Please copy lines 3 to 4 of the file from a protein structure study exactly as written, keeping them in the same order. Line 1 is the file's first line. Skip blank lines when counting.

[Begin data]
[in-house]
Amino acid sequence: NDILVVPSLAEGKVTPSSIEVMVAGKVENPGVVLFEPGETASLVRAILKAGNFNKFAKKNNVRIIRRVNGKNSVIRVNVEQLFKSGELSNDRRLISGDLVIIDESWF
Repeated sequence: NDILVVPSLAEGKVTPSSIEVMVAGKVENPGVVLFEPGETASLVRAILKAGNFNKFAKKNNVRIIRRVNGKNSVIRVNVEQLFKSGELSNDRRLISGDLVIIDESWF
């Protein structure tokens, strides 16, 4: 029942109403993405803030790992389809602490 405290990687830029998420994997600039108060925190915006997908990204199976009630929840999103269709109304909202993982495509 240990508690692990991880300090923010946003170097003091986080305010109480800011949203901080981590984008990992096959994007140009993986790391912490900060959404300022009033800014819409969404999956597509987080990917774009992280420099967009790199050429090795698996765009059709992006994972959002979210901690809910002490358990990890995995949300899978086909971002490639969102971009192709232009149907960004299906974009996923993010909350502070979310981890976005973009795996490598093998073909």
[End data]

Repeated sequence: NDILVVPSLAEGKVTPSSIEVMVAGKVENPGVVLFEPGETASLVRAILKAGNFNKFAKKNNVRIIRRVNGKNSVIRVNVEQLFKSGELSNDRRLISGDLVIIDESWF
């Protein structure tokens, strides 16, 4: 029942109403993405803030790992389809602490 405290990687830029998420994997600039108060925190915006997908990204199976009630929840999103269709109304909202993982495509 240990508690692990991880300090923010946003170097003091986080305010109480800011949203901080981590984008990992096959994007140009993986790391912490900060959404300022009033800014819409969404999956597509987080990917774009992280420099967009790199050429090795698996765009059709992006994972959002979210901690809910002490358990990890995995949300899978086909971002490639969102971009192709232009149907960004299906974009996923993010909350502070979310981890976005973009795996490598093998073909």